Originally published in the Marina Times San Francisco in May 2012
“What if I forgave myself? I thought. What if I forgave myself even though I’d done something I shouldn’t have?” -Cheryl Strayed
Cheryl Strayed’s Wild is more like a confession than a memoir. She set out to hike the Pacific Crest Trail and, in the process, found herself.
It wasn’t easy. Strayed’s book is filled with the flawed logic that goes along with being a young person entangled in the emotional complexities of grief, divorce and addiction. For example, in the beginning of her trip, she packs her backpack so full that when she finally tries to lift it, it’s too heavy but she’s already out on the trail. Too late to turn back now. She presses onward, baggage and all.
At many points in her emotionally charged narrative , Strayed had the chance to turn back, the chance to give up, but doesn’t. The Pacific Crest Trail (the PCT, as it’s called in her book), stretches 2,600 miles from Mexico to the state of Washington. Cheryl Strayed hiked over 1,100 of those miles as an unprepared amateur who’d never hiked before. Nevertheless, she persevered despite radical changes in climate (100 plus degree weather contrasted with bitter cold, snowy elevations), boots a size too small that mangled her feet, limited funds and perhaps the biggest risk of all, going it alone as opposed to hiking within a group.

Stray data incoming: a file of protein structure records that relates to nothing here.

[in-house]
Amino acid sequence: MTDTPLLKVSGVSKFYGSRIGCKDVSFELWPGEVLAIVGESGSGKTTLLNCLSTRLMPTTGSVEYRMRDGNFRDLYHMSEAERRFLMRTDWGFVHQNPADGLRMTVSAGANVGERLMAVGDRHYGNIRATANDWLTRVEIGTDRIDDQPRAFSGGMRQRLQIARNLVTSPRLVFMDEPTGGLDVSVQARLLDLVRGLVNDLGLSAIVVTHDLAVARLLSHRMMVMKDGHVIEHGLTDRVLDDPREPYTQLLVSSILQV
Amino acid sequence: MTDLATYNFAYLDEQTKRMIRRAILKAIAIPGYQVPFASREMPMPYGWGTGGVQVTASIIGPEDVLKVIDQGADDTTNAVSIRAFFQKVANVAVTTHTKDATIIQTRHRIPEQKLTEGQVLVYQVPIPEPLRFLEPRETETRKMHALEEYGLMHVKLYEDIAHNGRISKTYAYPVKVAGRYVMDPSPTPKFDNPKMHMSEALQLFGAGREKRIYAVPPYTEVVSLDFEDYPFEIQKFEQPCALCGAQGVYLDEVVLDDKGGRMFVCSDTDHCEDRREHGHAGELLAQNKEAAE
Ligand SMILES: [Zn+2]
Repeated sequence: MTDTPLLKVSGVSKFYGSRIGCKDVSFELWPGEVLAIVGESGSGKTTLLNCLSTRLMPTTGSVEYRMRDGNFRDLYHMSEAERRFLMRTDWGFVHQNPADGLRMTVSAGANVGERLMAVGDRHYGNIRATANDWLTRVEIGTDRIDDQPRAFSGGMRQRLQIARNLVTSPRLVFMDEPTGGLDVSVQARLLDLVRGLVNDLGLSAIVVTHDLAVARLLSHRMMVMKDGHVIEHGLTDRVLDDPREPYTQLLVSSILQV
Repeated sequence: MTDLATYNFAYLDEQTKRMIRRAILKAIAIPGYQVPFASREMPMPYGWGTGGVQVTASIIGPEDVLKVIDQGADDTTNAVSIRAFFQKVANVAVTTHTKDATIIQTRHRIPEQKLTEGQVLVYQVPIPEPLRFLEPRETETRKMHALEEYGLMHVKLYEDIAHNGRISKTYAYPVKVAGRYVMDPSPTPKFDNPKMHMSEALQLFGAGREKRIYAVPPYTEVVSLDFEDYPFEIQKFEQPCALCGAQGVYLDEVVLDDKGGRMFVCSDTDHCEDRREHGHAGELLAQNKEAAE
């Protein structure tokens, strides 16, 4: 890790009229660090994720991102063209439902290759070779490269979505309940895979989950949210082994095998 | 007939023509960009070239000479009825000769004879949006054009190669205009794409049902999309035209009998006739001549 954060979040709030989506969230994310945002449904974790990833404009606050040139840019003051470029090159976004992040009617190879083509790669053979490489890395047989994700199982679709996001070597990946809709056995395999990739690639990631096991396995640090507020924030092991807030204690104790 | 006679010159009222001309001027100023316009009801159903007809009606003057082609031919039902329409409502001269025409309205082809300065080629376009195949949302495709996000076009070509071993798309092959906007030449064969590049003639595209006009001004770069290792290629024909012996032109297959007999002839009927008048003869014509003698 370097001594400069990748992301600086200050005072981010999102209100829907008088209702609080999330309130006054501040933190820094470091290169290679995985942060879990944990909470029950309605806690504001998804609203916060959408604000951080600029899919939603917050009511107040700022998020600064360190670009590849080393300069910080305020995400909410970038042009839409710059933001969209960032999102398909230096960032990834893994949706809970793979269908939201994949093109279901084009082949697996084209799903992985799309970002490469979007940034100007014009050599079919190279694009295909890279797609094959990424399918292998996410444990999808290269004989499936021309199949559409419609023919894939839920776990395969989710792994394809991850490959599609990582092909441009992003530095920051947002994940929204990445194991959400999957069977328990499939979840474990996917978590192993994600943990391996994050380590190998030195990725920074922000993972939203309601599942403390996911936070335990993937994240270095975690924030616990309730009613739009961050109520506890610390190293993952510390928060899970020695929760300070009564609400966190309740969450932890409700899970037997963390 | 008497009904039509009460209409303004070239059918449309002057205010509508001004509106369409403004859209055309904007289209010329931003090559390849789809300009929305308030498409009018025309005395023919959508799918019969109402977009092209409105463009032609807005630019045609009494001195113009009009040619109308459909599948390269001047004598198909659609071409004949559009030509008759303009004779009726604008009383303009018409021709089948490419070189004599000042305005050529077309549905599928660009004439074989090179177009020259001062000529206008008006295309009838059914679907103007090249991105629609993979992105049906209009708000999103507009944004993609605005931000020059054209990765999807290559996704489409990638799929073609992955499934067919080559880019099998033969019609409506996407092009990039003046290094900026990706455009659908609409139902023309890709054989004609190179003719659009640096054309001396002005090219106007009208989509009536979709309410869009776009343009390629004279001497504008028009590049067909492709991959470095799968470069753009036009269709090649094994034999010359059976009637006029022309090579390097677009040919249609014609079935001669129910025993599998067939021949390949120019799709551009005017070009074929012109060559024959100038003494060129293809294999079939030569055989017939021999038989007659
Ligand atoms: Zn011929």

Between chapters the reader flashes back to the author’s past: her troubled upbringing and loving mother who died of cancer, an early marriage that ended in divorce after her numerous infidelities, and her struggle with heroin addiction. Raw and vulnerable, Strayed earns the reader’s sympathy by honestly portraying her foibles and her search for greater meaning. Her hike forces her to intersect with a variety of characters: other hikers befriend her and help her out, caring folks known as “trail angels” give her sustenance, both physical and mental, when she feels that she can’t go on. Dangerous characters emerge also, but overall the author is buoyed up by the kindness of strangers. Nature itself, in its beauty and fierceness, starts as an adversary and becomes a friend. Doubts recede and are replaced by faith and love.
Ultimately, the trail became a second home and an education. Cheryl Strayed said she chose to hike the PCT because it was hard. She hiked the PCT because her intuition told her that she had no choice but to go it alone and tackle this seemingly impossible task. In achieving her goal, she became self-reliant. She realized that she is capable of great accomplishment, and learned to love and trust herself.